Age and growth of marine three-spined stickleback in the White Sea 50 years after a population collapse

P. Yershov, A. Sukhotin

Research output: Contribution to journalArticle

8 Scopus citations

Abstract

In the early 1960s, the population of White Sea marine three-spined stickleback (Gasterosteus aculeatus), a key forage fish, declined drastically, and the species almost completely disappeared from catches. The population started to recover in the late 1990s, and its abundance has increased exponentially since then. Using contemporary and historical data, we contrast the age structure of spawning stock and fish growth before and after the population decline. Most stickleback spawners in 2009–2011 were 2 and 3 years old, with the 3-year-old fish being more abundant. The proportion of 2-year-old fish in recent catches is higher than that 50 years ago, indicating some rejuvenation of the population after the prolonged decline. Moreover, White Sea sticklebacks in the present population grow faster than those in the 1950s. The observed shifts are concurrent with the long-term changes in the temperature regime in the coastal areas of the White Sea, which determine zooplankton abundance and the duration of the feedi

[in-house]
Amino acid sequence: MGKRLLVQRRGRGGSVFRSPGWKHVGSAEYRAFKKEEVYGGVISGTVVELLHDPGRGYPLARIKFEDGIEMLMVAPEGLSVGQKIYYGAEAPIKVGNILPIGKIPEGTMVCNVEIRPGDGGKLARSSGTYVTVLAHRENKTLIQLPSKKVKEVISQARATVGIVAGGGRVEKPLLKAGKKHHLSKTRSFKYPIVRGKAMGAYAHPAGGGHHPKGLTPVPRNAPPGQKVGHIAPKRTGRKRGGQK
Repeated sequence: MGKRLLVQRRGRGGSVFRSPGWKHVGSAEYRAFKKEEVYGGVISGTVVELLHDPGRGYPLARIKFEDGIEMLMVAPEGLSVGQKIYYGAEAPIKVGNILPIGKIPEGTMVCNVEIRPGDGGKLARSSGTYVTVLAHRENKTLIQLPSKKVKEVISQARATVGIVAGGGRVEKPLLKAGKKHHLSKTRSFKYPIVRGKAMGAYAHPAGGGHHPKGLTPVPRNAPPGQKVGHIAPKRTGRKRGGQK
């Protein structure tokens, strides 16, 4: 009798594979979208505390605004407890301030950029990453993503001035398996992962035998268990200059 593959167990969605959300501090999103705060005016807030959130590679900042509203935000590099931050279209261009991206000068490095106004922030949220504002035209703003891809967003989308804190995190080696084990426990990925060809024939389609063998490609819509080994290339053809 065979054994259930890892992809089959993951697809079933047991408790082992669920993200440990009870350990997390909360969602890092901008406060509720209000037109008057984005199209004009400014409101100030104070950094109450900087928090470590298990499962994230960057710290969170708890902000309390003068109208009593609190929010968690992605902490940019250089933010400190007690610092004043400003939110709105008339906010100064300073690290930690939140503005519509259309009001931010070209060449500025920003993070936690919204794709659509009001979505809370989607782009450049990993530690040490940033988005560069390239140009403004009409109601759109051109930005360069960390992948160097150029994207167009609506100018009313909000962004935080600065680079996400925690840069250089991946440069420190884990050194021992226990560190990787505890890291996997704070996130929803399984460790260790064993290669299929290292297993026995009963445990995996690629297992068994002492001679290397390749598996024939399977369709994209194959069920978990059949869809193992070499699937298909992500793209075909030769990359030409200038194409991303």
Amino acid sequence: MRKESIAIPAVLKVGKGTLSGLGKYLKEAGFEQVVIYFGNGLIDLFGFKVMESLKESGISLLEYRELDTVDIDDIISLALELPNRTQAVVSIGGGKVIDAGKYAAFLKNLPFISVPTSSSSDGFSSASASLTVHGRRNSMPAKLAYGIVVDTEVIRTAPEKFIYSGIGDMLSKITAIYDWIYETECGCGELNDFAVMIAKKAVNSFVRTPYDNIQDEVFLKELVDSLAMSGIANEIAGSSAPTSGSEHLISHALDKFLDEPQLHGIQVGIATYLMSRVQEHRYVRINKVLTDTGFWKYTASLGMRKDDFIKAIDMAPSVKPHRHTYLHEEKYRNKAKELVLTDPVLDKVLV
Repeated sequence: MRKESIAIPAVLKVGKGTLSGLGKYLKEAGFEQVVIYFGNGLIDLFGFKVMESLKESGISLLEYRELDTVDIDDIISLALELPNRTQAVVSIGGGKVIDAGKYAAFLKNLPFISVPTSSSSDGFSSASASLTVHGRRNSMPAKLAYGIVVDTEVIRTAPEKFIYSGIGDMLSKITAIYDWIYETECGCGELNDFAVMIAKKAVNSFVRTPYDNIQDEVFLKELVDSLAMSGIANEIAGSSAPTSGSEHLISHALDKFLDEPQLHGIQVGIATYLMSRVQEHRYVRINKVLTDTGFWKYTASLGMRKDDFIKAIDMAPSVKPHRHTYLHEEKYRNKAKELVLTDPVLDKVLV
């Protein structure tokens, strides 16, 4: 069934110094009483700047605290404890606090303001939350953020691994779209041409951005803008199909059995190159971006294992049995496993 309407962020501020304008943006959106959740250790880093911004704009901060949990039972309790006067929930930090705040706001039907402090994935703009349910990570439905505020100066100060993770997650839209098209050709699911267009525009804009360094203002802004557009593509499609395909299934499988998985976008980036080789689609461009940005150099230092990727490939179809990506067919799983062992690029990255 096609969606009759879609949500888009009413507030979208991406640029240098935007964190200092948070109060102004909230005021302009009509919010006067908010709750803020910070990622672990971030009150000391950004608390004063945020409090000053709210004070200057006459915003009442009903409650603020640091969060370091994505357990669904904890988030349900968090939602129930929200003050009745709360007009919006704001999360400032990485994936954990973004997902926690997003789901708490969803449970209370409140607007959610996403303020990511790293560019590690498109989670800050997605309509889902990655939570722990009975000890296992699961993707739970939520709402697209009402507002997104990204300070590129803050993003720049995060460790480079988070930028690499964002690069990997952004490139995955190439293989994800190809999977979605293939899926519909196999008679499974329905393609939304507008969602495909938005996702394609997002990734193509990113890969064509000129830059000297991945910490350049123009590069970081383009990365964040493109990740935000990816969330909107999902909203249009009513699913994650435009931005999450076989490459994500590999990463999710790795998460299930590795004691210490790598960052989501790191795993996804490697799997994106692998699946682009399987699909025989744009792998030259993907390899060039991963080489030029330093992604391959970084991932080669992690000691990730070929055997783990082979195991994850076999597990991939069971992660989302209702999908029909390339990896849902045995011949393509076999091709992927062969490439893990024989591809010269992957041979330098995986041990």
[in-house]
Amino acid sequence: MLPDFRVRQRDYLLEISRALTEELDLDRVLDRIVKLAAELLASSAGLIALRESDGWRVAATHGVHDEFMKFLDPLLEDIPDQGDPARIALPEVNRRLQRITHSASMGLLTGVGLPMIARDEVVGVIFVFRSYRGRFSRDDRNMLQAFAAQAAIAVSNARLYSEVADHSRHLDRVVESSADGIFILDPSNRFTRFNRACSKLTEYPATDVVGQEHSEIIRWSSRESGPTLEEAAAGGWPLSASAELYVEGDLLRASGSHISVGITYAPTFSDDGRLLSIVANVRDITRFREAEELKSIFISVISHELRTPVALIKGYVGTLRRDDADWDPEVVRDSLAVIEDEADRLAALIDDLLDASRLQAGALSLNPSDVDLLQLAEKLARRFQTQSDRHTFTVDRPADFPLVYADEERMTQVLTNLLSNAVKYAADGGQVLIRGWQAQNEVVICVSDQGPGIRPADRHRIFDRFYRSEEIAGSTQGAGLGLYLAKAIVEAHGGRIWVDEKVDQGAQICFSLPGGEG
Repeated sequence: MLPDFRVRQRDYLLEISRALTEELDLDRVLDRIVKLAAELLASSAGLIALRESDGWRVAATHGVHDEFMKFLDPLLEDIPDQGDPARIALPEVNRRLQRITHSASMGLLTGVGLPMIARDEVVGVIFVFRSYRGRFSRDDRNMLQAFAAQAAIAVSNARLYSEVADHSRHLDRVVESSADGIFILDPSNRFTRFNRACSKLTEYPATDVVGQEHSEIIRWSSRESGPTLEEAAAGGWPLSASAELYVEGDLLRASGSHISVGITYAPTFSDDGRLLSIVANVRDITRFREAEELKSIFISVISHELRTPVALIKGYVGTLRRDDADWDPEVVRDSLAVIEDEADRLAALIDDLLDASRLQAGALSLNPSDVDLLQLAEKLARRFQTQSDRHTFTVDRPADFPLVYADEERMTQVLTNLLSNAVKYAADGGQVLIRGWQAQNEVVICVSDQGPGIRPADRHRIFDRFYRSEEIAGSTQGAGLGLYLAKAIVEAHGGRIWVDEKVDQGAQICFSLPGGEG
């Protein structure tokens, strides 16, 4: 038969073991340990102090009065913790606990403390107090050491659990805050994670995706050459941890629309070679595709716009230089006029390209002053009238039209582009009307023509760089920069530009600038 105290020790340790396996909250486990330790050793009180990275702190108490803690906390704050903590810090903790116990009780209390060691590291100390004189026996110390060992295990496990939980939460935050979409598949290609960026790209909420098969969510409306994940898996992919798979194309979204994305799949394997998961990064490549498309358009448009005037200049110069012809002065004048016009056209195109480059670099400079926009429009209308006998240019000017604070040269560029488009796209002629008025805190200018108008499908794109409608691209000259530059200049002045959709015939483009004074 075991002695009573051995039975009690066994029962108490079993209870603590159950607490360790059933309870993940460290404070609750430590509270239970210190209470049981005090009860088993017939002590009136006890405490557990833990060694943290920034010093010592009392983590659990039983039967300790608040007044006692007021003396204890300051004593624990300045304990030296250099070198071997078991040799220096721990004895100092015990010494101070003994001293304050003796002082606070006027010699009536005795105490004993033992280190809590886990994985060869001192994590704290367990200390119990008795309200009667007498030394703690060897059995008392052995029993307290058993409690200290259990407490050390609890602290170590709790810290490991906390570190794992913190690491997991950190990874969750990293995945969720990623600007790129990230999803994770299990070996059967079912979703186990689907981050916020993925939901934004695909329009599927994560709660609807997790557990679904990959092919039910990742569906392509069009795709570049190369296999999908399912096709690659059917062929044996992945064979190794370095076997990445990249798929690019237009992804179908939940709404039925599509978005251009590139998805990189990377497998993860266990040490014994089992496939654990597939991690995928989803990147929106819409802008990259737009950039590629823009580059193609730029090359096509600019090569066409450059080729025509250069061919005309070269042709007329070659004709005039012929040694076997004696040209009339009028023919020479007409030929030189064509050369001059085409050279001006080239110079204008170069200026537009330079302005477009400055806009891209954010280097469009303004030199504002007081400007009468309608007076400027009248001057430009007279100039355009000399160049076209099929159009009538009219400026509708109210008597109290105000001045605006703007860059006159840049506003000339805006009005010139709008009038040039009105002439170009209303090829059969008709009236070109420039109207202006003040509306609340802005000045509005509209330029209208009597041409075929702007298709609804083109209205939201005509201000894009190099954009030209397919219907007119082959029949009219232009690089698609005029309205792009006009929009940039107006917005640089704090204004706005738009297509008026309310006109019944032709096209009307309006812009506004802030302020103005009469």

Original languageEnglish
Pages (from-to)1813-1823
JournalPolar Biology
DOIs
StatePublished - 2015

Keywords

  • Stickleback
  • Age
  • Growth
  • Sexual maturity
  • Gasterosteus aculeatus
  • White Sea
  • Population structure
  • Population dynamics

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